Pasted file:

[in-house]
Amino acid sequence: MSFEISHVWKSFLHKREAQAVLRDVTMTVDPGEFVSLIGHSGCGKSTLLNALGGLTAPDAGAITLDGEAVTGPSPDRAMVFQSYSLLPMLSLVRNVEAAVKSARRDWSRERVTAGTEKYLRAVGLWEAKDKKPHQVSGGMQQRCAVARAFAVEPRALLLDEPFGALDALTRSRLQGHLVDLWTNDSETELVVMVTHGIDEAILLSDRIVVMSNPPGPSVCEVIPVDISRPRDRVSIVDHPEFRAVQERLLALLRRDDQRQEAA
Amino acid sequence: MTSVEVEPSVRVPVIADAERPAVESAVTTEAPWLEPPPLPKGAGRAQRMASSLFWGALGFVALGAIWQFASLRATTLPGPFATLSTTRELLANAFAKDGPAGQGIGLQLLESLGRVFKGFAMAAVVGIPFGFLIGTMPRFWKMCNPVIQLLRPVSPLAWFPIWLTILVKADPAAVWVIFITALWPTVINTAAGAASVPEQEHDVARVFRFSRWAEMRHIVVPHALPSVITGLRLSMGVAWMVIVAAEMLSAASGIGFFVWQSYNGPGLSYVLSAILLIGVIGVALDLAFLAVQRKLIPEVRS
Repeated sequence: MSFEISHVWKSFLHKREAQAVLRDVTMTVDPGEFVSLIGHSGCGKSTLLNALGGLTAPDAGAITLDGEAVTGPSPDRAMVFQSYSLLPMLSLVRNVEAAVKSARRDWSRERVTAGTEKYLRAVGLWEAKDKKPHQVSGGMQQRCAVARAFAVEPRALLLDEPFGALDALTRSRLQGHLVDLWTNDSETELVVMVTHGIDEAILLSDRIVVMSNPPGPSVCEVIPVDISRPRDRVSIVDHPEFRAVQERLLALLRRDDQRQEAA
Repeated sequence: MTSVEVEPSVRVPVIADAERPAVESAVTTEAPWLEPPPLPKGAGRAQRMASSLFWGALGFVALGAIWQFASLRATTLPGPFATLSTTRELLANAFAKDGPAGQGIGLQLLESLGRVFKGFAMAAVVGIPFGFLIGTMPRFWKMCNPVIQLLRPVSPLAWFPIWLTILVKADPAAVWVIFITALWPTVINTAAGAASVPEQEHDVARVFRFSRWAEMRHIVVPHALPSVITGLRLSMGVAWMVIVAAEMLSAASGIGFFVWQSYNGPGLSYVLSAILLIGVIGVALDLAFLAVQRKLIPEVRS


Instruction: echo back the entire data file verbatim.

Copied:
[in-house]
Amino acid sequence: MSFEISHVWKSFLHKREAQAVLRDVTMTVDPGEFVSLIGHSGCGKSTLLNALGGLTAPDAGAITLDGEAVTGPSPDRAMVFQSYSLLPMLSLVRNVEAAVKSARRDWSRERVTAGTEKYLRAVGLWEAKDKKPHQVSGGMQQRCAVARAFAVEPRALLLDEPFGALDALTRSRLQGHLVDLWTNDSETELVVMVTHGIDEAILLSDRIVVMSNPPGPSVCEVIPVDISRPRDRVSIVDHPEFRAVQERLLALLRRDDQRQEAA
Amino acid sequence: MTSVEVEPSVRVPVIADAERPAVESAVTTEAPWLEPPPLPKGAGRAQRMASSLFWGALGFVALGAIWQFASLRATTLPGPFATLSTTRELLANAFAKDGPAGQGIGLQLLESLGRVFKGFAMAAVVGIPFGFLIGTMPRFWKMCNPVIQLLRPVSPLAWFPIWLTILVKADPAAVWVIFITALWPTVINTAAGAASVPEQEHDVARVFRFSRWAEMRHIVVPHALPSVITGLRLSMGVAWMVIVAAEMLSAASGIGFFVWQSYNGPGLSYVLSAILLIGVIGVALDLAFLAVQRKLIPEVRS
Repeated sequence: MSFEISHVWKSFLHKREAQAVLRDVTMTVDPGEFVSLIGHSGCGKSTLLNALGGLTAPDAGAITLDGEAVTGPSPDRAMVFQSYSLLPMLSLVRNVEAAVKSARRDWSRERVTAGTEKYLRAVGLWEAKDKKPHQVSGGMQQRCAVARAFAVEPRALLLDEPFGALDALTRSRLQGHLVDLWTNDSETELVVMVTHGIDEAILLSDRIVVMSNPPGPSVCEVIPVDISRPRDRVSIVDHPEFRAVQERLLALLRRDDQRQEAA
Repeated sequence: MTSVEVEPSVRVPVIADAERPAVESAVTTEAPWLEPPPLPKGAGRAQRMASSLFWGALGFVALGAIWQFASLRATTLPGPFATLSTTRELLANAFAKDGPAGQGIGLQLLESLGRVFKGFAMAAVVGIPFGFLIGTMPRFWKMCNPVIQLLRPVSPLAWFPIWLTILVKADPAAVWVIFITALWPTVINTAAGAASVPEQEHDVARVFRFSRWAEMRHIVVPHALPSVITGLRLSMGVAWMVIVAAEMLSAASGIGFFVWQSYNGPGLSYVLSAILLIGVIGVALDLAFLAVQRKLIPEVRS